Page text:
Church Of The Open Mind
Shubin + Donaldson applied cathedral architecture to the Santa Monica hangar that houses Brand New School
Greg Goldin -- Interior Design, 2/1/2006 12:00:00 AM
Anyone who shows up at Brand New School is in for a shock. Is this the commercial design and production company that makes the boisterous, sensual, sometimes pugilistic graphics and animation for clients from Volkswagen to VH1? You're half expecting to enter a hip-hop romper room or an anime bouncy castle. At the absolute minimum, there ought to be an Etch A Sketch to doodle on. But the walls are blank, and the industrial-size shed is as quiet as a study hall. It's as if someone hit the mute button on the company's on-screen energy.
Structured, systematic, and based on a grid. That's how Jonathan Notaro, the founder of Brand New School, always envisioned his new headquarters, a former hangar at the Bergamot Station arts complex in Santa Monica. And he instructed Shubin + Donaldson Architects to strip the interior of the 10,000-square-foot metal-frame building bare before getting to work. Partners Russell Shubin and Robin Donaldson got the picture immediately. The idea, Shubin explains, was to emphasize the "strength of the shed while inserting a simple, meditative quality."
On a more functional level, individual offices had to be open yet secluded, and the producers had to have free access to designers and animators. A division of labor, in short, with very little hierarchy. There had to be a common area, too. Notaro thought this would be easy to accomplish—and inexpensive—but S+D understood that the existing 30-foot-high girders and walls could never support both enclosed offices and an axial flow, at least not without serious structural interventions.
S+D's solution is akin to a secular cathedral. Reception, the largest volume on the premises, is differentiated from work space by a freestanding 12-foot-high focal wall clad in pale bamboo normally used for flooring. The wall separates two long parallel corridors running almost the length of the building—aisles through the nave. Private offices, like small chapels, line the exterior side of each aisle. Between the two aisles, directly behind the bamboo wall, the "pew" space is a row of editing bays with no ceilings. On one side of the editing bays, open portals face the aisle; each room's other side has a stainless-steel sliding door. This setup permits Notaro and producers to crisscross the core, gliding between offices or stopping to scan the work being developed on a computer monitor. And all this fluidity was made possible simply by anchoring a network of steel box beams to the existing walls and floor.
As employees move through the building, distractions are minimal. The floor of polished concrete is a neutral platform. White-painted drywall is utterly blank. In the editing bays, floor-to-ceiling bulletin boards of spongy black expanded polypropylene create silent zones. Narrow fluorescent fixtures are secured to pencil-thin uni-strut tracks so as not to encroach visually on the headroom of the shed roof or compete with sunshine from the skylights—this is a firmament that the mind can wander in search of inspiration. As Shubin puts it, "If you're paying for a warehouse, and you don't get a chance to experience all that volume, what's the point?"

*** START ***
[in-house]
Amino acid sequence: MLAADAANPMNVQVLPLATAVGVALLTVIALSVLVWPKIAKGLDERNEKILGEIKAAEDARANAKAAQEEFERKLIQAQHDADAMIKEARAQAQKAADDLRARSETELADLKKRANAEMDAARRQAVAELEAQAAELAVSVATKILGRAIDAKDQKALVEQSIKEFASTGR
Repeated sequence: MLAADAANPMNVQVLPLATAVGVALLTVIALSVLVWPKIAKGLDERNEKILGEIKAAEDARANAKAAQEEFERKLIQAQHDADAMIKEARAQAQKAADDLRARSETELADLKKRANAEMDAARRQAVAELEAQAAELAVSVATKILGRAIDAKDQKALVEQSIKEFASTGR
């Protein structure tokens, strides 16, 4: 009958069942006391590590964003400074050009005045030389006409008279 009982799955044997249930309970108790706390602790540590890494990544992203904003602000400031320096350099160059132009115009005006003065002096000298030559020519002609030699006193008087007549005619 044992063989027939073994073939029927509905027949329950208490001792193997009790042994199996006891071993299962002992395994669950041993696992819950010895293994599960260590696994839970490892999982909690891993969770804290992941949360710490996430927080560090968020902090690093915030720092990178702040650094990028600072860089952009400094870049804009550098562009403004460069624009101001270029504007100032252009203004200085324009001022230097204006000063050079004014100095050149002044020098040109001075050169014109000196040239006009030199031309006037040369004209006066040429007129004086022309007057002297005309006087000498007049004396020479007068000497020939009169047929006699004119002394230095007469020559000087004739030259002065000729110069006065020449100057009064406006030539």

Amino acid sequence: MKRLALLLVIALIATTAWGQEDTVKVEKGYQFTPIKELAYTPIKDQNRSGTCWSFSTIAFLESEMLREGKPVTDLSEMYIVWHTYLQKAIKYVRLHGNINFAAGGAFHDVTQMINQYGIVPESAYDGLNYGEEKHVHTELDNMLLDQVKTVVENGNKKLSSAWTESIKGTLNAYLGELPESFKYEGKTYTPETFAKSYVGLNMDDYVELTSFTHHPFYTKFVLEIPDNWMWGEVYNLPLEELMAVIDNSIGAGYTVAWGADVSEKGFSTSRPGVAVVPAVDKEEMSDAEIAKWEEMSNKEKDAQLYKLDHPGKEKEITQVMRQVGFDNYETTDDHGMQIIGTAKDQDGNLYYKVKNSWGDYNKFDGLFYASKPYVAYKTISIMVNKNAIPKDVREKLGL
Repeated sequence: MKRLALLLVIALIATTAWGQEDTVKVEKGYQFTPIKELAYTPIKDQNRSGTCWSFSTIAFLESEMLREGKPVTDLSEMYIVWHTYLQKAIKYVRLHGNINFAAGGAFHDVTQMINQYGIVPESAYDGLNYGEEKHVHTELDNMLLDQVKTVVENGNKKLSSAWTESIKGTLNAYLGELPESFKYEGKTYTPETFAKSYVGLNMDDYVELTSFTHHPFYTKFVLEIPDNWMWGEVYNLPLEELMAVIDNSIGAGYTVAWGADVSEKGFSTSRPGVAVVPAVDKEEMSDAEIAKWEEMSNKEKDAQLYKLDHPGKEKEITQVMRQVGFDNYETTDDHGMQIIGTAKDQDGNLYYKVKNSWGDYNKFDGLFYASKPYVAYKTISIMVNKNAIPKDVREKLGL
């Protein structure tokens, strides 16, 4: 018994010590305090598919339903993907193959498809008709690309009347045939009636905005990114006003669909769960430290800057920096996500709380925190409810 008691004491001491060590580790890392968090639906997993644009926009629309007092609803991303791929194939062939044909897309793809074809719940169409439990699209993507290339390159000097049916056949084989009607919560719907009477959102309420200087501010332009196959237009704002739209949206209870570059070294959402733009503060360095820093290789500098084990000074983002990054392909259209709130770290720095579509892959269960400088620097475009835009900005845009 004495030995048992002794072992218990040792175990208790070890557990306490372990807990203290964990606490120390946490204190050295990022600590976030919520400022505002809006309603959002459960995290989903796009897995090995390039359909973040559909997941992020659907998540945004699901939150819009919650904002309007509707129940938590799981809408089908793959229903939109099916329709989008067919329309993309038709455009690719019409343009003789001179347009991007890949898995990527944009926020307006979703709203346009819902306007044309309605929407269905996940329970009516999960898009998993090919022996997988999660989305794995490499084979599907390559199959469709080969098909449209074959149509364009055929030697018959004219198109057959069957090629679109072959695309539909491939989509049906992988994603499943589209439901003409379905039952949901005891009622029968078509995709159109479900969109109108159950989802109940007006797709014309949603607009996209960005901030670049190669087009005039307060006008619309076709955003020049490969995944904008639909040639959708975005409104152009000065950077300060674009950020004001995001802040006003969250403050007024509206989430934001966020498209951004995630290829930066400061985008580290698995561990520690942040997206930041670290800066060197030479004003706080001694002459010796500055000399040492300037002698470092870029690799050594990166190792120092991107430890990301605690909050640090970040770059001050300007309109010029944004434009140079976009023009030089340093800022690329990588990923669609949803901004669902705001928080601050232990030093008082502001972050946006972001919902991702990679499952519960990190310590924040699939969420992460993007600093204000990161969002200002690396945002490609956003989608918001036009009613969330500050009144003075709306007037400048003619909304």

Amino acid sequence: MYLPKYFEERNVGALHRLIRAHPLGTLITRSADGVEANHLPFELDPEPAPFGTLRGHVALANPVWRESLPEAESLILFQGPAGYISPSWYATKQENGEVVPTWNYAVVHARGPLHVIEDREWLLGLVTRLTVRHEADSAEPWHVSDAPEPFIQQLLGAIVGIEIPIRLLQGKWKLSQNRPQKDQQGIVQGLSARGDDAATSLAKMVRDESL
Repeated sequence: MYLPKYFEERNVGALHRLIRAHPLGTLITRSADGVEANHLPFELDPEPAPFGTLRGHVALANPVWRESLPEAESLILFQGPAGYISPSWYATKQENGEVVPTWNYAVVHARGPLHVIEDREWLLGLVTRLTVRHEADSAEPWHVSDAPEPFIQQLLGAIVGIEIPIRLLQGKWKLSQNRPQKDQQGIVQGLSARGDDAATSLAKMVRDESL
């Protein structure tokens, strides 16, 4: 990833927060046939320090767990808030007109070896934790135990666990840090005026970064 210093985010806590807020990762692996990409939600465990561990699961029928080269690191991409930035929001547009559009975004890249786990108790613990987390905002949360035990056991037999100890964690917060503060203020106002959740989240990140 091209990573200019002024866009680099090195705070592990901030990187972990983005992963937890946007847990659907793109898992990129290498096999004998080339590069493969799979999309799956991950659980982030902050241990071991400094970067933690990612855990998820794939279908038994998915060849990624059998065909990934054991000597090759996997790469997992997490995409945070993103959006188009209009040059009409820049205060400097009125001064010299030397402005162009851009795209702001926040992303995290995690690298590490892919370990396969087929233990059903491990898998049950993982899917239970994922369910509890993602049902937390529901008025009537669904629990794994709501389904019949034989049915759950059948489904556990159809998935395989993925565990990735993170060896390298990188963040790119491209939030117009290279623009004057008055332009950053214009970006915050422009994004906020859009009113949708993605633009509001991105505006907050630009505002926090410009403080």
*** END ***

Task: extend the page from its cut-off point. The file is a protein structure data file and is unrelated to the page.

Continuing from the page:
For a different point of view, employees can gaze down through an operable window in the conference room, which occupies the top of a two-story enclosure at the far end of the space, where the apse would be. Or they can stand on the adjacent mezzanine, which tapers soon to a narrow balcony, then to a dead end. From up there, the main level's precise orthogonal layout is revealed. Straight lines intersect with straight lines. No curves allowed. Solids and voids appear almost two-dimensional.
Such a self-effacing interior is deliberately a "backdrop to design against," Shubin says. This concept becomes most explicit in reception, largely unfurnished except for a solitary sofa and two tables by Charles and Ray Eames, grouped with chrome-framed chairs on an orange flokati rug. To one side, a 15-foot-high white wall stands completely bare, ready to morph into the backdrop for a photo shoot. To clients walking through the hangar's 18-foot-high doorway, the snowy expanse evokes wonder. What's going on inside this metal cavern? Whatever the mind can cook up.
The onetime hangar's 18-foot-high steel main door rolls up to connect reception, with its custom desk clad in stainless steel, to the outdoors, where company founder Jonathan Notaro placed one of his fiberglass picnic tables.
The roofless bays open, via sliding steel doors, to one of the two aisles running from front to back.
Eames seating offers a rest stop on the mezzanine, which overlooks the main level.
Reception's 12-foot-high bamboo wall backs a sofa and tables by Charles and Ray Eames, a flokati rug, and chrome-framed chairs. Photo shoots take place in front of the blank wall nearby.